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Saturday, April 12, 2014

TASK CARD TRAUMA

I love task cards, I really do.  …but sometimes I am just not sure how to make them work in the classroom.  Yes, they are engaging, but how do I ensure they are a true reflection of a student’s understanding? 

I am on a mission.  My goal is to share how I most often use task cards, but also come up with some new ways to use them in the classroom.

                             

METHOD #1:  Independent Work.  Depending on my purpose, this seems to work best if I am looking for a true assessment of understanding.  Rather than providing a set of task cards for each student, I scatter one set around the classroom.  Students each receive a Task Card Recording Sheet and their goal is to complete each task card by the end of class.  Obviously, setting expectations for the classroom environment is important.  Each card must be returned to where they found it before they can begin searching for a card they have not yet done.

METHOD #2: Partner Work.  At least in my classroom, working with a partner seems to work best when each task card can be a “station” in the classroom.  Partners find a task card and are given four minutes to work together to solve before rotating to a new station.  …I often time the stations so that the last ten minutes of class can be spent finishing any cards that were more challenging.

METHOD #2: Team Work.  I have tables in my classroom, so students are used to sitting in groups and working as a group.  If I plan to have students work as a team to complete the task cards, I often have a set of cards for each group.  (color-coding = brilliant.)  It is important to me that each student actively contributes to their team.  I often require students to complete the task card independently before discussing their answers.  In order to move onto the next task, all team member must agree on their solution. 

When I set out on this mission, I found a few great resources that get me thinking.  (oh, the possibilities…) Check out these resources for even more suggestions for using task cards in the classroom.

Interested in trying task cards??  (…or do you just need a new, fabulous set to spice up your collection?)  Be sure to check out my newest Teachers Pay Teachers product.  Adding and Subtracting Decimals: Task Cards.  Get them [here]!  I just used these with all of my middle school students when we returned from Spring Break.  It was a great way to turn our “math brains” back on and review this important skill.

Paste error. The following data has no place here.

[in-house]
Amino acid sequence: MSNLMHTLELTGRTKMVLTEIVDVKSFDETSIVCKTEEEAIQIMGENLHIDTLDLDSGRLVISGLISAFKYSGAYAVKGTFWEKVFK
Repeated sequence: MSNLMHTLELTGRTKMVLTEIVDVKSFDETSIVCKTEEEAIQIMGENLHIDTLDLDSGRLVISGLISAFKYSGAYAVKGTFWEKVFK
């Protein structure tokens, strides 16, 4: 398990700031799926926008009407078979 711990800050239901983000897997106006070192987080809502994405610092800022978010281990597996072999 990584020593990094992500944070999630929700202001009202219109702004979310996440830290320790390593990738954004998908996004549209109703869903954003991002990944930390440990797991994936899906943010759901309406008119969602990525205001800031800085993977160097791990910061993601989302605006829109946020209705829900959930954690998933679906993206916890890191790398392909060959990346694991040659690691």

Adding and Subtracting Decimals Task Cards

HOW DO YOU USE TASK CARDS IN YOUR CLASSROOM??  I would love to hear from you!

6 comments:

  1. Just found you blog - I'm a middle school teacher too! I use task cards to play "Scoot" and "Scatter". Scoot is where you tape a card to each desk and establish a pattern for students to rotate desks for when you holler "Scoot!" Students move from desk to desk based on how long you give them before you shout "Scoot!" "Scatter" is when you place various task cards around the room and students have to find them. :) Hope this helps!

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    1. Thanks for sharing! I love both of these ideas. I just read about "Scoot" and I can't wait to try it out. : ]

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  2. In addition to the ones you and Mrs. Spangler mentioned, I also use them to do a quiz-quiz-trade. Students walk around the room and form pairs. The partners quiz each other on their cards and then trade before separating to find a new partner.

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    1. Oh, this is a great idea! Thanks for sharing. ...if they are quizzing each other, do you still have them record their answers?

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  3. I think it's the saddest thing when I see task cards in use in classrooms as worksheets. Yet, I haven't completely figured out how I want to use them in my French class, to best advantage. I don't want it to be just grammar & conjugation or isolated vocabulary activities. I'll come back & share when I've got it all figured out!

    Tammy @ Teaching FSL

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    1. I can't wait to hear what you come up with!!

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